# Buckingham potential

The Buckingham potential is given by [1]

$\Phi _{{12}}(r)=A\exp \left(-Br\right)-{\frac {C}{r^{6}}}$

where $\Phi _{{12}}(r)$ is the intermolecular pair potential, $r:=|{\mathbf {r}}_{1}-{\mathbf {r}}_{2}|$, and $A$, $B$ and $C$ are constants.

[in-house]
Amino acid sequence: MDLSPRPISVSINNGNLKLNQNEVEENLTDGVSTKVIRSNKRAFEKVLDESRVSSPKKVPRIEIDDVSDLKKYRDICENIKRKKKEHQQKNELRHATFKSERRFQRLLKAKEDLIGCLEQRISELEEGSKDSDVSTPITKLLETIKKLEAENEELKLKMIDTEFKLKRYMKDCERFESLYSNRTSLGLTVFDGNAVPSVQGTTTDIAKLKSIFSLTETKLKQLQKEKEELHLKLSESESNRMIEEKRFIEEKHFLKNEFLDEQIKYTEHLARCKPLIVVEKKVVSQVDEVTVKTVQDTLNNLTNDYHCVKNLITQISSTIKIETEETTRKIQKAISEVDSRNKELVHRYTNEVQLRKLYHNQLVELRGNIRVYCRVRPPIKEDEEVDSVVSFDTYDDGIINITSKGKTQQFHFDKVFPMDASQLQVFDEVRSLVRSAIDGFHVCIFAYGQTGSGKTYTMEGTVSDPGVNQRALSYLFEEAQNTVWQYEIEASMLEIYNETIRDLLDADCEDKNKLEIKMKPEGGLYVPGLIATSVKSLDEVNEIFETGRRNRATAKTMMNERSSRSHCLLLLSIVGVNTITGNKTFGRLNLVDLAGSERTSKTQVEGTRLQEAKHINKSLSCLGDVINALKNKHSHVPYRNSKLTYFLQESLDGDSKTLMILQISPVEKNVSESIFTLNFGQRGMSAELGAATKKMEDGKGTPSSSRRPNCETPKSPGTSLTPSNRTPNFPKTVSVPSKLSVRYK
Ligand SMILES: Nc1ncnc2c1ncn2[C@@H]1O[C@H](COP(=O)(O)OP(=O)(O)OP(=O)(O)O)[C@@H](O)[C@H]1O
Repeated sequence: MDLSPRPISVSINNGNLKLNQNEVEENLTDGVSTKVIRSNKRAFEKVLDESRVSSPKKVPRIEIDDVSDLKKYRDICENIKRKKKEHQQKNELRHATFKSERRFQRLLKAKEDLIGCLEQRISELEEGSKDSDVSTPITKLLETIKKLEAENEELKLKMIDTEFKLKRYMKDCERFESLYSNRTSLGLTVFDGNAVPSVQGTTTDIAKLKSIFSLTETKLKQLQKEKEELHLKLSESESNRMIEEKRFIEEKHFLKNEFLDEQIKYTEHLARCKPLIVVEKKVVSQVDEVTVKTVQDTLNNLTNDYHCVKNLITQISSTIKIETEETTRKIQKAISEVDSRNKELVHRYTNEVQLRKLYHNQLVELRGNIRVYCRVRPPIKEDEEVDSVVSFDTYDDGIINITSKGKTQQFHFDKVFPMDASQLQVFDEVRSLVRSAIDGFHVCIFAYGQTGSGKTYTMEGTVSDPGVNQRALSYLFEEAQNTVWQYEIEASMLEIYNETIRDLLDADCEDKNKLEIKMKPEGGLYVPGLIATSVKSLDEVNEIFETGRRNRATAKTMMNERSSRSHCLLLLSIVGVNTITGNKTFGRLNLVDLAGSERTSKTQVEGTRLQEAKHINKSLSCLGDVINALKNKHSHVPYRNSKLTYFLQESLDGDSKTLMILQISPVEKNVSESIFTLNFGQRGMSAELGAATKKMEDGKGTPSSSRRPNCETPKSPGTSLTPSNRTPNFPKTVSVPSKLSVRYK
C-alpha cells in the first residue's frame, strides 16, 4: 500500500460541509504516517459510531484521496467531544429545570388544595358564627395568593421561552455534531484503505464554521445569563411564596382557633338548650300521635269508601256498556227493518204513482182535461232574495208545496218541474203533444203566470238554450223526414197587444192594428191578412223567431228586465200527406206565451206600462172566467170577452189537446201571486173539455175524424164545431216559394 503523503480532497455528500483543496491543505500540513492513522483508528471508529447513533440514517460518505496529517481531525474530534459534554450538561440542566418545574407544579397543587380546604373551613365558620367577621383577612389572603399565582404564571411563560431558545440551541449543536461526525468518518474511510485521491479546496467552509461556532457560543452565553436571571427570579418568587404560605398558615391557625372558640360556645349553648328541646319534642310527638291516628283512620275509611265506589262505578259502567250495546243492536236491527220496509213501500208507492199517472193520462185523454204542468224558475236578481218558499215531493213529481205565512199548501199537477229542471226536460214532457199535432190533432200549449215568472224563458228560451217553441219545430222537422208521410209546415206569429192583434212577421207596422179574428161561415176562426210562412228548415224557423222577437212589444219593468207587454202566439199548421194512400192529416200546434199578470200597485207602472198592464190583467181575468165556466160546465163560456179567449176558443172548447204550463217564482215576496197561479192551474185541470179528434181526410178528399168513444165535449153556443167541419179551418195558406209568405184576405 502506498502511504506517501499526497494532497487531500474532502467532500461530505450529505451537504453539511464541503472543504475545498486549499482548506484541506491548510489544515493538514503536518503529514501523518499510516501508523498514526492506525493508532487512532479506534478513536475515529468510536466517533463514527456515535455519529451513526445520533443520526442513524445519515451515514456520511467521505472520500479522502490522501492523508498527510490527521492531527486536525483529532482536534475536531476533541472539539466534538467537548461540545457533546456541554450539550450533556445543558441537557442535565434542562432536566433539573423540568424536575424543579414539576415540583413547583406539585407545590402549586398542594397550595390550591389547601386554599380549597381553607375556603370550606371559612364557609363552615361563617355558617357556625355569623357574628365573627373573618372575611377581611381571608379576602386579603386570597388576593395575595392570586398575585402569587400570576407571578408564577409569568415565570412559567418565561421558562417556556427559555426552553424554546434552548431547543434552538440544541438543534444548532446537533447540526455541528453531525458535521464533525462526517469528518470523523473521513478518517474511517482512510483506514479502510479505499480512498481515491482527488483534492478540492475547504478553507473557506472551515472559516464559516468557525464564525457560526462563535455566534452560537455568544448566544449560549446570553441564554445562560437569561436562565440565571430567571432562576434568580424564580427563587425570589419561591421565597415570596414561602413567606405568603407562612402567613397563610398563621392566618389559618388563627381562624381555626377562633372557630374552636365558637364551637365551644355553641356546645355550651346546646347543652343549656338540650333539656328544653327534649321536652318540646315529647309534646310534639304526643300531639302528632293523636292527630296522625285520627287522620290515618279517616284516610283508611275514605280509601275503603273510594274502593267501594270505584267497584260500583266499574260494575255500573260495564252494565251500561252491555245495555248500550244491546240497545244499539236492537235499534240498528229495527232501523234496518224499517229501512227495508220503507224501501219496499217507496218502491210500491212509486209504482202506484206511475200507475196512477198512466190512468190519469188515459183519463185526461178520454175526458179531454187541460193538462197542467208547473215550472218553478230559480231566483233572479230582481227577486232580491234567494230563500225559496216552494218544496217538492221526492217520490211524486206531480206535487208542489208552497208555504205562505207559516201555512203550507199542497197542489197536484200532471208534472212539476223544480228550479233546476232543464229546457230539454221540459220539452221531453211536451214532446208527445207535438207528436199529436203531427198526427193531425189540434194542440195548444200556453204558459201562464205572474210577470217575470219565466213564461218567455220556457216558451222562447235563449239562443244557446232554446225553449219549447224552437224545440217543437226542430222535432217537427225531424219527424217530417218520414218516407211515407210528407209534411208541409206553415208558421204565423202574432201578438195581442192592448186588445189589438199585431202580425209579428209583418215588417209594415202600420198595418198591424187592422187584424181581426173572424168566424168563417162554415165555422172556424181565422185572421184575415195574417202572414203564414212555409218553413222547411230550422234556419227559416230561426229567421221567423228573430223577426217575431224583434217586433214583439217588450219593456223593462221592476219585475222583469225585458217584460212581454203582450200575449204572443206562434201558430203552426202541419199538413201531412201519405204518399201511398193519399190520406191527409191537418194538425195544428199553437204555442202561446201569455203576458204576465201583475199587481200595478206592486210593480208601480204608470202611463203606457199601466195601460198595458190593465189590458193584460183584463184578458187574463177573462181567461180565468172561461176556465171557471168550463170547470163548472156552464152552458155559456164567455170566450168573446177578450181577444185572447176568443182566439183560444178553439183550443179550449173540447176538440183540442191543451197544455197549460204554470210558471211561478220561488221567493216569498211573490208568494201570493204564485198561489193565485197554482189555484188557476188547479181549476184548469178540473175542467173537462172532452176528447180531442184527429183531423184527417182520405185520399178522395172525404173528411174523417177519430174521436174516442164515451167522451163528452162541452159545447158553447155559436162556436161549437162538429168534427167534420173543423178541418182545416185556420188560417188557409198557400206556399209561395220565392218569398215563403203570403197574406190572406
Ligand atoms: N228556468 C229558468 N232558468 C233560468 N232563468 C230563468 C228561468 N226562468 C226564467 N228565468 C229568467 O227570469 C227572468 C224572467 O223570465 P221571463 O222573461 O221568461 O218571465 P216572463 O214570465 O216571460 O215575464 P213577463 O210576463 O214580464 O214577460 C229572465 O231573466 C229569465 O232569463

The Buckingham potential describes the exchange repulsion, which originates from the Pauli exclusion principle, by a more realistic exponential function of distance, in contrast to the inverse twelfth power used by the Lennard-Jones potential. However, since the Buckingham potential remains finite even at very small distances, it runs the risk of an un-physical "Buckingham catastrophe" at short range when used in simulations of charged systems. This occurs when the electrostatic attraction artificially overcomes the repulsive barrier. The Lennard-Jones potential is also about 4 times quicker to compute [2] and so is more frequently used in computer simulations.